Wikipedia defines social proof as a psychological phenomenon where the actions of others are indications of correct behavior around a particular situation.
In social media, social proof is reflected in the number of Twitter followers you have; the number of fans on your Facebook page; the number of RSS readers your blog has; the number of views for your YouTube videos, etc.
Why is this important? It’s a clear indication to your prospects that you have content worth reading – that your opinions will be important to them.
Think of it as a personal recommendation from people your prospects know and trust. When marketing to educators, this is particularly important because educators regard the opinions of other educators as the best kind of recommendation. It is a way to differentiate your company from your competitors.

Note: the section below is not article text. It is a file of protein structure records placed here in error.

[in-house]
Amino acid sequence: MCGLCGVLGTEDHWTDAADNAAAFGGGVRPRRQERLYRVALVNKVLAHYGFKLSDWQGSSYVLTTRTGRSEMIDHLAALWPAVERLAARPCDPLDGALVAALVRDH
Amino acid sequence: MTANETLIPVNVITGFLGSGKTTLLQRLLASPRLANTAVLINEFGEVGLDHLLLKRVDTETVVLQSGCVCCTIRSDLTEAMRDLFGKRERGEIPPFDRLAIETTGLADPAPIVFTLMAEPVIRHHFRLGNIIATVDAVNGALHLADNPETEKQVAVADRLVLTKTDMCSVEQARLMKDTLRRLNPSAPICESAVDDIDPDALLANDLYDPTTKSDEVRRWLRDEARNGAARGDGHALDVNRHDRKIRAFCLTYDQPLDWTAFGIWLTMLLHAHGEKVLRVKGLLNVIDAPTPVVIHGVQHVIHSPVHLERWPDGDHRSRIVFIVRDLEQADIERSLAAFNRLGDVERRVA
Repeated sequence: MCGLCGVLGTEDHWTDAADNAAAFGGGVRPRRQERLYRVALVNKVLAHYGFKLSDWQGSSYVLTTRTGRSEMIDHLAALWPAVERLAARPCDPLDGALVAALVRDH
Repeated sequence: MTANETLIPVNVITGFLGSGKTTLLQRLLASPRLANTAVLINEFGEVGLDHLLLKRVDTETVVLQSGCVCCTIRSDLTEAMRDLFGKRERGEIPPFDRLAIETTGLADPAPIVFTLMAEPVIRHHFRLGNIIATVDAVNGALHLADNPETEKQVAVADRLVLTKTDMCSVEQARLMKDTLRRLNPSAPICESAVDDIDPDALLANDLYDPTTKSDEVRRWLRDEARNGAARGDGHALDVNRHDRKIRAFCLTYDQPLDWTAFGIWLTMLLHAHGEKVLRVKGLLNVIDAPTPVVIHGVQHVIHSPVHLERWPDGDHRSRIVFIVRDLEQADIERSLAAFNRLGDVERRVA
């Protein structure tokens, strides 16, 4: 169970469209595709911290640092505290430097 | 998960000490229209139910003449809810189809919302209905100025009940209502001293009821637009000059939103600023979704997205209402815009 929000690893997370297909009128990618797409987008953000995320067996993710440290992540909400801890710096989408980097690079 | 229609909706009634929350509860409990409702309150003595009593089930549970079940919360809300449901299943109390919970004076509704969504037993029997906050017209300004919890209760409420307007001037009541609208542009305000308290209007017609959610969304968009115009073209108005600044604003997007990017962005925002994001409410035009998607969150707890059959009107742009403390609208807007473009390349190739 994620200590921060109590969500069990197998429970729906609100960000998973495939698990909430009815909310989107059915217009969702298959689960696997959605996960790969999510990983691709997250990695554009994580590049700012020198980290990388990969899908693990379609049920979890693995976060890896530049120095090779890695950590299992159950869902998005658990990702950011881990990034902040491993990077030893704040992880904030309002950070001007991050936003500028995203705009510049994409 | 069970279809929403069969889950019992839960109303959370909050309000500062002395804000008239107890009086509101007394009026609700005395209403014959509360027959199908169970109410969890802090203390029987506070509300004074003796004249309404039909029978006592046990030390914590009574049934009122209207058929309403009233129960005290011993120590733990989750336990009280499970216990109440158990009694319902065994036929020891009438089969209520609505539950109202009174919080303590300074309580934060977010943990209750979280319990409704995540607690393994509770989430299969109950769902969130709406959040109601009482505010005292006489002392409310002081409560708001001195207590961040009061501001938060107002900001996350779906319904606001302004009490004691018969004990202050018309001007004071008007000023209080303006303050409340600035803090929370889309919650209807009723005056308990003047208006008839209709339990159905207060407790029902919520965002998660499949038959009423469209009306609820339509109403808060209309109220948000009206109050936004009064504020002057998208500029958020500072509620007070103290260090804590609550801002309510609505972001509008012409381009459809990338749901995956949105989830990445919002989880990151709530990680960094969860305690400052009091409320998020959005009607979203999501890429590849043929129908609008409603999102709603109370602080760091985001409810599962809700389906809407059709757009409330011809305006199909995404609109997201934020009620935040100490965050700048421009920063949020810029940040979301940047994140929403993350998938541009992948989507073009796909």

Two of the primary examples of social proof for educational publishers have been case studies and customer testimonials. An educator, school or district is reassured by the case studies and testimonials of colleagues and is more likely to take the time to check out particular products or services.
In some ways it operates as a guarantee in that your product offering is pre-approved to be worthy of their attention.
It also gives another indicator that you’re committed to building your presence, and that as a customer, they’ll be able to get in touch with you if they have a question, concern or complaint. Creating a social media presence is another way of letting customers know you’ve left a light on for them.
What are your current strategies for creating social proof for your products or services?